Scarborough Town Council chairman pushes for round-the-clock beach leash law

A piping plover in 2008.
Maine Audubon photo
A piping plover in 2008.
Posted July 25, 2013, at 9:48 a.m.

SCARBOROUGH, Maine— Town Council Chairman Ron Ahlquist said he has a “soft spot” for piping plovers and is ready to take a harder line on dogs on town-owned beaches.

After a dog under “voice control” by its owner killed a piping plover chick on Pine Point Beach, Ahlquist said he will ask councilors to reconsider the rules regulating dogs when the council returns to its full working schedule in September.

“It is wrong for dogs to be running at large there. I think the time has come for a leash law on the beach year round,” Ahlquist said Tuesday.

Sgt. Tim Spahr of the Maine Department of Inland Fisheries and Wildlife said Wednesday the young plover was killed around 7 a.m. July 15 by an off-leash dog.

Spahr was called when the dead bird was taken to the Maine Audubon visitor center on Pine Point Road by a witness. He and department spokesman Doug Rafferty issued a press release that brought responses from witnesses and the dog owner, who has not yet been publicly identified.

Because piping plovers are considered endangered in Maine, the dog owner could face state and federal charges. Spahr said he forwarded his findings to Cumberland County District Attorney Stephanie Anderson, but office spokeswoman Tamara Getchell Wednesday said she could find no record of charges being filed.

As defined by the town ordinance, “voice control” means a dog when called must return immediately to a “responsible party” and stay there. Ahlquist, who is a dog owner, said he has little use for the term.

“I don’t believe in voice control, it doesn’t work,” he said. “I believe in leashes. People can be intimidated by dogs running on the beach.”

The existing ordinance allows dogs under voice control on beaches Sept. 16-June 14, and from sunrise to 9 a.m. June 15-Sept. 15.

During the summer period, dogs are not allowed on beaches after 9 a.m. through 5 p.m., and must be kept on a leash no longer than 30 feet after 5 p.m. through sunrise.

Fines for violating the dog ordinance range from $100 to $500. Violating the town ordinance that protects piping plovers can lead to fines from $50 to $250. “Taking” an endangered species can result in fines of $50,000, with up to six months imprisonment.

Councilors are likely to face opposition if they take up amending the dog ordinance.

“I don’t think it is right, all they care about is the tourists,” Pine Point-area resident Charlie Maynard said as he walked his Maltese, Tianna, on Wednesday.

Tianna was on a leash, but Maynard said he likes to let her off leash for more exercise.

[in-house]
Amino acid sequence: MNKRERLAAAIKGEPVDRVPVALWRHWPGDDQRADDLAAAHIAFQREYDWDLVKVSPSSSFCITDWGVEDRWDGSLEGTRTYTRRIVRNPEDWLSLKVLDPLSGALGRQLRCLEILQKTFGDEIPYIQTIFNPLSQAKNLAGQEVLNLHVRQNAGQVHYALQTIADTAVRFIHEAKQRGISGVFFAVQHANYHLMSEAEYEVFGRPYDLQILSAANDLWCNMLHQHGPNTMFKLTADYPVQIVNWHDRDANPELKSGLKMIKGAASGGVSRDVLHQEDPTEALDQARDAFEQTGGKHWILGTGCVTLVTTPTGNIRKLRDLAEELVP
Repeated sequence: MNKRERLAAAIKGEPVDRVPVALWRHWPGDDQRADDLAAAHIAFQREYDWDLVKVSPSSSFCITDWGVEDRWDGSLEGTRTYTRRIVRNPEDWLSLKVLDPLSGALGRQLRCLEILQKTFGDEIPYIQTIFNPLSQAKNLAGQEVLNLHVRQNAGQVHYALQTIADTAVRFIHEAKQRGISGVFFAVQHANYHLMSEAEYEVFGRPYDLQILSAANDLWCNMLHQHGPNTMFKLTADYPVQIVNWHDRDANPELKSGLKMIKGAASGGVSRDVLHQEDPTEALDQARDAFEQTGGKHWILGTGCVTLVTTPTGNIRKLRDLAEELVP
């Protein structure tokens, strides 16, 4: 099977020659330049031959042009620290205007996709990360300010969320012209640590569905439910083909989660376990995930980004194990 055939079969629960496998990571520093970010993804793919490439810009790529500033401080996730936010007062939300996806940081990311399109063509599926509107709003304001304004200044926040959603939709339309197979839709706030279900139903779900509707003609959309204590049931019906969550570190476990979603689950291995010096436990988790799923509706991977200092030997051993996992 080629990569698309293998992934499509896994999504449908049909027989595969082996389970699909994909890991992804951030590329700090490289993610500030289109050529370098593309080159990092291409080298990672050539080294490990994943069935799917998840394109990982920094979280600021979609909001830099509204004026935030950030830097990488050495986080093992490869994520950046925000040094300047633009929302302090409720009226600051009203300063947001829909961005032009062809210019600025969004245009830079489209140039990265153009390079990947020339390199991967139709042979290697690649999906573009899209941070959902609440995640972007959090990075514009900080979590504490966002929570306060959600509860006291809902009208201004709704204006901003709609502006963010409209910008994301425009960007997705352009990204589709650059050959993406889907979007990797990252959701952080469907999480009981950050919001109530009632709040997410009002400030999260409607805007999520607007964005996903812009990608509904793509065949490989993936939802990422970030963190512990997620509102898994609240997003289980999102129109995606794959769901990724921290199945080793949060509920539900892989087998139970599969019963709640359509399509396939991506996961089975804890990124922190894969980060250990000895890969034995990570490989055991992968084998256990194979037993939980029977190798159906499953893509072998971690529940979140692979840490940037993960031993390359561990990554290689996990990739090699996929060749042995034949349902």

“There’s not a bad dog down here,” Maynard said.

Elsewhere on the beach, Leigh Greenberg’s golden retriever, Jakobi, damp from a swim, stayed close by as she talked about letting him run off leash while avoiding areas where plovers are nesting.

“I probably would not want to walk down here if he were on a leash,” she said. “I have my tricks to get him back to me.”

The death of the piping plover means the only pair of nesting piping plovers at Pine Point will not have any offspring this year, Maine Audubon Communications Director Michelle Smith said.

The nesting pair is one of 45 found by Maine Audubon staff on beaches from Ogunquit to Georgetown this year, up from 42 nesting pairs counted last year. Four eggs were discovered and three went unhatched at Pine Point, Smith said.

The plovers, small, migratory birds not much bigger than a baseball, return to Atlantic seacoasts after wintering in the Bahamas, Smith said. In late April and early May, Maine Audubon staff begin the annual search for nesting areas.

The nesting areas are fenced off and posted with warning signs, but Smith said the “exclosures” are intended to keep predators out, not to contain the birds. A fledgling piping plover chick may fly a mile or two from the nesting area.

At the same time, nesting pairs can be frightened from nesting areas by predators and people, endangering unhatched eggs and chicks.

Smith said Maine Audubon staff wants beach visitors to stay aware of the shared environment.

“We encourage people just to read the signs and be conscious plovers are out there,” she said.

Ahlquist said he is concerned for more than plovers. He said turtles, rabbits and beach visitors can be harmed by dogs left off leashes and under voice control.

“If we change this, I’m going to insist this is enforced by police,” he said.

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